If you’ve been a close follower of Write A House since 2013, you may have noticed we did not give away a home in 2017. And if you’ve been an even closer follower, you may have noticed we did not even finish funding or giving away a home we promised to Detroit poet Nandi Comer in 2016. It’s been both our hardest and our most rewarding year, and I’d to talk about where we are now we reflect and look ahead to 2018.
We wanted to share with you what our writers in residence have been producing over the winter to spring season. (Those are in fact, generally two season, but this year in Michigan they felt like one). We began this program as a very open-ended fellowship. We found emerging writers whose work was strong and growing, and asked them to come make more of it. That's all. We didn't set a schedule or an amount, we just waited to see what would happen.
Nothing can ever prepare you for being told that you’ve just won a house. Nothing ever prepares you for moving to Detroit, either. It is not the kind of place you can understand from afar. It’s not the kind of place many people want to take the time to understand, anyway, whether they live 15 minutes or 1500 miles away.
Liana and I decided to try a collaborative literary experiment: choose a topic that we would both explore from our different vantage points in Detroit. Although we only live a couple blocks apart, we seem at times to be confronting entirely cities, communities, and cultures—and certainly from different sets of experiences. To further explore these differences, we chose to open our experiment by writing about gardening. If you’d like to participate, we’d love to read links to your thoughts, too.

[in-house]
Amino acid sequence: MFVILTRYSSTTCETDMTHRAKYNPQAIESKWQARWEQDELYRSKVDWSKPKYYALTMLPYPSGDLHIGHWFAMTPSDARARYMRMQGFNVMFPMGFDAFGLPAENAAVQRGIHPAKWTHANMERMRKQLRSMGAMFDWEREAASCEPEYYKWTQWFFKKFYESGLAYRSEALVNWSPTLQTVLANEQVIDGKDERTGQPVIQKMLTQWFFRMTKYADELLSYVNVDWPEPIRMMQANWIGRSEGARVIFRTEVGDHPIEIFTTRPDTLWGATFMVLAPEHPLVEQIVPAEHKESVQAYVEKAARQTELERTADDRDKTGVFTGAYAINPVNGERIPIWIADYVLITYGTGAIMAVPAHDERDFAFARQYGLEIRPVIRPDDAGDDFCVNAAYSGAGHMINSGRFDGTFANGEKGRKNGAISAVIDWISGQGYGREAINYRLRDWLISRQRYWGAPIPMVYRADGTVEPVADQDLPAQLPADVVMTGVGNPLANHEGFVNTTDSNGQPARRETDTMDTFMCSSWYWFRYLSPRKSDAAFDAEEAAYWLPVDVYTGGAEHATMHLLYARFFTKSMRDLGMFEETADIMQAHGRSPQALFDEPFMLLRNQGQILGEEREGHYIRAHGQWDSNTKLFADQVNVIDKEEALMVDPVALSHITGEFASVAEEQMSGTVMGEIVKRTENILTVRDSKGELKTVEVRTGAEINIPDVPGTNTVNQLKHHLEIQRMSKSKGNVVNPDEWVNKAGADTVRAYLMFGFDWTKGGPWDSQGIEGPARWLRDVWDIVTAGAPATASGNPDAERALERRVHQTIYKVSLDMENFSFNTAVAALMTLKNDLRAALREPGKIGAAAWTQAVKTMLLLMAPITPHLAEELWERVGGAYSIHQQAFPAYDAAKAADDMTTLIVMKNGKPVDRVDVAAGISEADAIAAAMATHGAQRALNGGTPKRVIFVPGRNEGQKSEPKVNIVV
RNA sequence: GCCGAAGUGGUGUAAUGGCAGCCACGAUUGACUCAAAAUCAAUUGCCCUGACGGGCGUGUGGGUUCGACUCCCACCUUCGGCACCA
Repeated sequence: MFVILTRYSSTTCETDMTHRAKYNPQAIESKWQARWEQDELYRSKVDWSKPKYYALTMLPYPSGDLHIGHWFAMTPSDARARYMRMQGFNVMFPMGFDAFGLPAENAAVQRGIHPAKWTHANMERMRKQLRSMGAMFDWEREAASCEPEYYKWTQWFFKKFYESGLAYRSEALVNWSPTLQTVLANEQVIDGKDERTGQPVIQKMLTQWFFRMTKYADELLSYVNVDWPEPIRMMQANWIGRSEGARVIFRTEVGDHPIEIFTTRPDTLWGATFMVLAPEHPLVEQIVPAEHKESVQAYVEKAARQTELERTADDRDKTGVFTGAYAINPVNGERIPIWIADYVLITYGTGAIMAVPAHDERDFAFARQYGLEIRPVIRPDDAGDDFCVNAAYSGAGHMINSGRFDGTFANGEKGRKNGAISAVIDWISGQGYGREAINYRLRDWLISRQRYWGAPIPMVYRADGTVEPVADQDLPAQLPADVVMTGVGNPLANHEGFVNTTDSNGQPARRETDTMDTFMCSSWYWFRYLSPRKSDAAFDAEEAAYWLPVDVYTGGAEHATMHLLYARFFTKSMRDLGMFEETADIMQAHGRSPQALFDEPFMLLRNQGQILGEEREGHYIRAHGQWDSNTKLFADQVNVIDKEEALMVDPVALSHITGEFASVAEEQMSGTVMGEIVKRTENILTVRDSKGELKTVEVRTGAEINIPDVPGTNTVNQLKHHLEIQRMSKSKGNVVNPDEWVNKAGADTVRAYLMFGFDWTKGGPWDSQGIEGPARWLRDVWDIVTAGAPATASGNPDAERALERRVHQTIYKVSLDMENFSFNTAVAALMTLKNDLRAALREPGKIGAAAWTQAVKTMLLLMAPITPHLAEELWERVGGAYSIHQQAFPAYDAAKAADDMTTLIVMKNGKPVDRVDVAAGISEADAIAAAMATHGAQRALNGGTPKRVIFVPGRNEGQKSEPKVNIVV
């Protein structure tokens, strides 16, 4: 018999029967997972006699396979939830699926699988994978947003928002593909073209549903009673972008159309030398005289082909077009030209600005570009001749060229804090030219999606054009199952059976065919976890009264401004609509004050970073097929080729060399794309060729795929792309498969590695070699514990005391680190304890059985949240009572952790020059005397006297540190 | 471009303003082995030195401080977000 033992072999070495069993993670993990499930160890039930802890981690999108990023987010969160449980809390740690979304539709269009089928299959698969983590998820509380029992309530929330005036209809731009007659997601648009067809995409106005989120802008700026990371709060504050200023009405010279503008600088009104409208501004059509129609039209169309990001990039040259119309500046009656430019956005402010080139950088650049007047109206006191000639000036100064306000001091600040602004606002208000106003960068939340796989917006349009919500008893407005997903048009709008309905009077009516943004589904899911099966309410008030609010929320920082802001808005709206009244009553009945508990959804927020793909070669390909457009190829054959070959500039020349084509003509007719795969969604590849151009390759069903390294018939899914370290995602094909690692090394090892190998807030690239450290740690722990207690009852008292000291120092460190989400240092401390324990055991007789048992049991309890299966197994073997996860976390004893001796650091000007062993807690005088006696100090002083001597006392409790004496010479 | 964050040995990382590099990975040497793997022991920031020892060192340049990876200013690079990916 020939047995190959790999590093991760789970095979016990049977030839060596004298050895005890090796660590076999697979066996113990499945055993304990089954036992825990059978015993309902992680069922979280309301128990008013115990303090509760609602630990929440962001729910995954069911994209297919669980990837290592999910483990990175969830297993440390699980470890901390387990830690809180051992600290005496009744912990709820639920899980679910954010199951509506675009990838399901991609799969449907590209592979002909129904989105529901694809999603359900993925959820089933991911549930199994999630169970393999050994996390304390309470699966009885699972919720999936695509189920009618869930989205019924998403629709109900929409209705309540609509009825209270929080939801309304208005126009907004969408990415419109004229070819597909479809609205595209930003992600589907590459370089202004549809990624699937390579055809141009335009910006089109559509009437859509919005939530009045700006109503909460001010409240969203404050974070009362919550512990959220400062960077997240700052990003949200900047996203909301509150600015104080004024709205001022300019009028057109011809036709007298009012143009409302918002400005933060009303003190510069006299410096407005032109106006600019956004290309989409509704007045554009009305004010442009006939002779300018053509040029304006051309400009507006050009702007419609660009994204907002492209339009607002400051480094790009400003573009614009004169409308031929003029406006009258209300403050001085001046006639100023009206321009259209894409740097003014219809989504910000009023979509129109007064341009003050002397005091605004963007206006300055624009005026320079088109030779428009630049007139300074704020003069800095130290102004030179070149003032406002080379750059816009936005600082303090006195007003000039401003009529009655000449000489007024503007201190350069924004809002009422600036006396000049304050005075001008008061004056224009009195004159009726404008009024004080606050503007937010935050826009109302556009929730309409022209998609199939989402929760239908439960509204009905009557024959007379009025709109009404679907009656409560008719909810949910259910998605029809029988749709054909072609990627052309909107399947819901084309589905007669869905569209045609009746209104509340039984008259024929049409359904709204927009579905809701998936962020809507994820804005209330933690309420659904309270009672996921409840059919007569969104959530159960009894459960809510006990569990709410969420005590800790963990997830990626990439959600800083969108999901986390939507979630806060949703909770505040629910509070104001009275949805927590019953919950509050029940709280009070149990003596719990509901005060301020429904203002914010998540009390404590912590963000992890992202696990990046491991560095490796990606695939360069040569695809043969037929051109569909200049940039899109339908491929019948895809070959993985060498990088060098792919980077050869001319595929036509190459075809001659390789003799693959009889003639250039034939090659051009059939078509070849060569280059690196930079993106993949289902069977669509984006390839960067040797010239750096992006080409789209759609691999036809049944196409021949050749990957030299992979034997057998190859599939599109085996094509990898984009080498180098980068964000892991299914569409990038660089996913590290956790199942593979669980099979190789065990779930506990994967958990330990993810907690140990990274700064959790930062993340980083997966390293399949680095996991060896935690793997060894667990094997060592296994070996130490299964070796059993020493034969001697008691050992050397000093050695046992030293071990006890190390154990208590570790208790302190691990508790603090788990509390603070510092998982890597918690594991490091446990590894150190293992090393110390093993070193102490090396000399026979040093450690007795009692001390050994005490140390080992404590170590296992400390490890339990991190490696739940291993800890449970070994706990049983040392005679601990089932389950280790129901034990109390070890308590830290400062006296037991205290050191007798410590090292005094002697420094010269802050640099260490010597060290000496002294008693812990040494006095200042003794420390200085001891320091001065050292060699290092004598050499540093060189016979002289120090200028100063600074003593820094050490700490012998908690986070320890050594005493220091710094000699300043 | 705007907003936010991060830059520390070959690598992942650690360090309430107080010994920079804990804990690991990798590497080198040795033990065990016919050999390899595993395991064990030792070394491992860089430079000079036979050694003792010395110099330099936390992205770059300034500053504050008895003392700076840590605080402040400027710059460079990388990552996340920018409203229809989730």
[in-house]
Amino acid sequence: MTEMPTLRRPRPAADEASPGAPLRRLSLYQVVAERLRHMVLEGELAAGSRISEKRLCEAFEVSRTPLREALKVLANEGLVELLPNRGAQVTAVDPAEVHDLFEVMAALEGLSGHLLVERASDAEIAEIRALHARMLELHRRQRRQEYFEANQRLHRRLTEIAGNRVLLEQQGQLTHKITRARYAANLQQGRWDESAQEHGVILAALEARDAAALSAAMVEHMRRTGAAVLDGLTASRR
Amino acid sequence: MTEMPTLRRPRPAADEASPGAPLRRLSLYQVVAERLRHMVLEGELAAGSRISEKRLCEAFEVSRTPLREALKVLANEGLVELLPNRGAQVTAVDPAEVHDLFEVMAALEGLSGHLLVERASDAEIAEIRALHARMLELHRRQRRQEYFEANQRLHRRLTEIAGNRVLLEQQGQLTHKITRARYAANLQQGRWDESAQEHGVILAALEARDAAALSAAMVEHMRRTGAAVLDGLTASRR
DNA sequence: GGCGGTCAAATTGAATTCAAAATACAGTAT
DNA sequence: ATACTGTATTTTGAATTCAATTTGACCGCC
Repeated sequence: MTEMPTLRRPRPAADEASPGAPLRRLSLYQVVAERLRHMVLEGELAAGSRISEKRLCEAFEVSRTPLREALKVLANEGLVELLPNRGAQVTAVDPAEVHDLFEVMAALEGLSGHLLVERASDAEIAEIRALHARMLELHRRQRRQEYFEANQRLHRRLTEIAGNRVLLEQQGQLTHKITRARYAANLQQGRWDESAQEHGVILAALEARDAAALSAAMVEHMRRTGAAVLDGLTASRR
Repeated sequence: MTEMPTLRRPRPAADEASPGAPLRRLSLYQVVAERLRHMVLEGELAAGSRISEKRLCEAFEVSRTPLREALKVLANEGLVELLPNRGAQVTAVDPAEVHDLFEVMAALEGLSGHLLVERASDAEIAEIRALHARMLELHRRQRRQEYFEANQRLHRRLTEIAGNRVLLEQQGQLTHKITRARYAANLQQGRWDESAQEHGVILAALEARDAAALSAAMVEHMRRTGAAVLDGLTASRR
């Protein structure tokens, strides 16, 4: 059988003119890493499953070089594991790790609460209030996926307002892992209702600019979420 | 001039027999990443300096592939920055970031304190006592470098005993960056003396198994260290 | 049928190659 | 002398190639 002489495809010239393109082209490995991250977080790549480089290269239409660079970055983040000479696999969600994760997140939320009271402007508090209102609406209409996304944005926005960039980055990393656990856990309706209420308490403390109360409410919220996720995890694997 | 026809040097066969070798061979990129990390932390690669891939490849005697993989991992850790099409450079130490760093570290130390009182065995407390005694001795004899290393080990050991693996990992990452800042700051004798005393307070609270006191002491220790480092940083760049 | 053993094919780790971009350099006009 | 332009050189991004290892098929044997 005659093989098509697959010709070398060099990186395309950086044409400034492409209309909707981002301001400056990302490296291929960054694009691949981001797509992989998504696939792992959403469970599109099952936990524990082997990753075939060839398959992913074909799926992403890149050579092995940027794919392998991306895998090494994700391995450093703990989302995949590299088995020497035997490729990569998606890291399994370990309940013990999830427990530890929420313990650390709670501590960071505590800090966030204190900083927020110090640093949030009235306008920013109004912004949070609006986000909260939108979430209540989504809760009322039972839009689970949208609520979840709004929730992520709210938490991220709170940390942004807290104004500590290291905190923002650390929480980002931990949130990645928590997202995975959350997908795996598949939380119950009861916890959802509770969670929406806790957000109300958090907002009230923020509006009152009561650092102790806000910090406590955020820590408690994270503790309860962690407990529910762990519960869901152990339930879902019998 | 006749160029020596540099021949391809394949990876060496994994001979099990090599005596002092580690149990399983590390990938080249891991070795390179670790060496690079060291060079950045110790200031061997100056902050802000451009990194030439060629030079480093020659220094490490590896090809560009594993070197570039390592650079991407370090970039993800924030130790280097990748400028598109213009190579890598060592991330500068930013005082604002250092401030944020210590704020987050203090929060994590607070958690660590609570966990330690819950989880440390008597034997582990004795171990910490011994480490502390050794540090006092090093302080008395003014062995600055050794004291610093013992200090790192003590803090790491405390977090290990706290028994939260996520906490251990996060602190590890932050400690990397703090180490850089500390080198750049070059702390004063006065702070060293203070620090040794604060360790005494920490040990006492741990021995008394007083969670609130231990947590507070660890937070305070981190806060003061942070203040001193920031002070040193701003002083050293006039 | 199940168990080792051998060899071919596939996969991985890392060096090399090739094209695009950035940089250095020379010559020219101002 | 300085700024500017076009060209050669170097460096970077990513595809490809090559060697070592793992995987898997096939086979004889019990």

The largest town nearest to where I am right now is Mynämäki, Finland, which you have certainly never heard of, but which is maybe 30km away from Turku, Finland, which you are slightly more likely to have heard of, but, let’s be honest, still probably haven’t. I am at an artist’s residency program that sits on the former grounds of Saari Manor. It is named for the days when this place was an island surrounded by the Baltic seabed—saari means island—although those days ended over a thousand years ago, when the water receded and the land emerged.
Every city has ghosts, but some have more than others. Detroit is one of those places. When you have a city with such an incredible and tragic past still reeling from issues and challenges that impact a vulnerable population, spirits will linger. The truth is that in order to really appreciate and understand Detroit, you need to go looking for them. They're not hard to find here - every building, park, street and community has a story to tell that goes beyond the surface. If you care enough to listen, the ghosts reveal themselves. Sometimes, they find you instead of the other way around. This is what happened to me on a recent Saturday morning.
Someone (OK, it was me) has fed my cat Bengali food and now, when he smells it cooking, he meows out the window toward the neighbor’s house, running to me if I move or change positions or even glance up from my desk. Anne, someone is cooking my lunch! is what he believes he is communicating. We’d better go see if it is ready, together, here let me get the door!